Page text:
Saturday, June 6, 2009

Federal Government Regulation of Fracing Shale Gas Wells?

This is an issue worth following. I imagine the average person can be quite alarmed at the idea of an oil and gas company pumping enough water and chemicals into the Earth to fracture rocks enough to produce oil and gas. This technique is referred to in the industry as "fracing" and it is a common practice, but as its use spreads more people are becoming aware of it.

The question here is do we really need Federal regulation of the process of fracing? The states already regulate this activity and it has not been a problem. Why is there this sudden concern now? Is it part of a larger overall plan to hamper oil and gas production? Aren't we trying to limit our dependence on foreign oil and gas?

House Natural Resources Committee hearing testimony on shale gas drilling today

9:01 AM Thu, Jun 04, 2009
Dave Michaels/Reporter (source)

A hearing of the House Natural Resources Committee this morning will focus on the art of hydraulic fracturing and, more broadly, shale gas production. Some Democrats, including Rep. Diana DeGette of Colorado, have charged that hydraulic fracturing can cause groundwater contamination and should be regulated by the Environmental Protection Agency. (Gas drilling is currently regulated by state agencies.) A couple weeks ago, EPA Administrator Lisa Jackson suggested her agency might reexamine the impact of drilling on drinking water. This further spooked the industry.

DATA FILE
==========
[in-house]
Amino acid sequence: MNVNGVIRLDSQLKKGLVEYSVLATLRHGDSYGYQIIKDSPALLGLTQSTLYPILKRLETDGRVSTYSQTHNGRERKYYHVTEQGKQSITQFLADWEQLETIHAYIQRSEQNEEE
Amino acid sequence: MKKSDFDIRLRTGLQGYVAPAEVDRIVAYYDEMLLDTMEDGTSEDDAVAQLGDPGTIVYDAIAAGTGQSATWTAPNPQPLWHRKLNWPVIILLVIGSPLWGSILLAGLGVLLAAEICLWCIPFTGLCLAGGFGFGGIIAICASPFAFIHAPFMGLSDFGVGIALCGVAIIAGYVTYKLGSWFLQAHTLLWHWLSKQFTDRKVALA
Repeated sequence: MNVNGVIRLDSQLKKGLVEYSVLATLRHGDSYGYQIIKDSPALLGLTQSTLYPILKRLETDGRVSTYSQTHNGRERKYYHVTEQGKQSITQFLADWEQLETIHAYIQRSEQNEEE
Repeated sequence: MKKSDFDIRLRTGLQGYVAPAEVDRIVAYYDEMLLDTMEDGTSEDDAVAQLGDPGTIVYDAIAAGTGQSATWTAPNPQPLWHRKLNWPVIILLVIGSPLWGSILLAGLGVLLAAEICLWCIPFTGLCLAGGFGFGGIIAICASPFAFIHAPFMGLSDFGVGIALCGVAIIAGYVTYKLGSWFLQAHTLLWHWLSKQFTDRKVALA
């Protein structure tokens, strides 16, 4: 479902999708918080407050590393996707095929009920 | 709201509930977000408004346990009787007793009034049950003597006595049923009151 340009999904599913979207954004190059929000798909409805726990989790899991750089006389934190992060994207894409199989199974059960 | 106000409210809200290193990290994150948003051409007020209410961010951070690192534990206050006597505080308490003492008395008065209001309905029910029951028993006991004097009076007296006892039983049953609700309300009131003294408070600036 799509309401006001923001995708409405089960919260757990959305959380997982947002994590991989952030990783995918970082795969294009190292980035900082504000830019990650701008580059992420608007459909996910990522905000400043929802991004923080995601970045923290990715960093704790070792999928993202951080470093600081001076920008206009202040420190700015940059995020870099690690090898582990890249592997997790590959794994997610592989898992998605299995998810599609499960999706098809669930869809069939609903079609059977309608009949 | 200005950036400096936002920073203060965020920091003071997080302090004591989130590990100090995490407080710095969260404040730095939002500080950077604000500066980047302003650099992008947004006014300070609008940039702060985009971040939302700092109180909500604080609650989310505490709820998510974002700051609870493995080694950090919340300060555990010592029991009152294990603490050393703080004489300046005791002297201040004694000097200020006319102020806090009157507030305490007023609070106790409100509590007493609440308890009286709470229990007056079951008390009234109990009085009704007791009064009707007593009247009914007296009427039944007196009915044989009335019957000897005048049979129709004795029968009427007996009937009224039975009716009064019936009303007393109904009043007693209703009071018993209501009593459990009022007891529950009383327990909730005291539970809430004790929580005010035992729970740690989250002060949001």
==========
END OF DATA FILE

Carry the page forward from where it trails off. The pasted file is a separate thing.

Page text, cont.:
Even though DeGette has yet to introduce her bill, the industry has launched a preemptive strike with a coalition called Energy in Depth. Its case got a boost last week, when a report by the Ground Water Protection Council said state regulation was adequate. There are no known cases of contamination due to gas drilling in Texas, according to the Texas Railroad Commission and the Texas Groundwater Protection Committee.

The witnesses include Douglas Duncan of the U.S. Geological Survey; Scott Kell of the Groundwater Protection Council; and Mike John of Chesapeake Energy, a major player in the Barnett Shale. You can watch the hearing here

1 comment:

  1. The recent success in Barnet Shale production has increase the unconventionl gas players in the US of the large amount of potential for unconventional gas (particularly) shale gas to develop further. there is huge amount of articles/news/publication which has somewhat illustrate the confidence that these players. In recent gas conferences (global), it has been further recognised that the unprecedented development in the US has and will further change the terrain or landscape of the global gas industry. As unconventional gas supplies will represent a more significant "pie" in the country's indigenous production by 2020...i guess the government are taking the necessary steps to make the process of extracting the unconventional resources "greener" and more sustainable....thus the sudden "concern" in facing...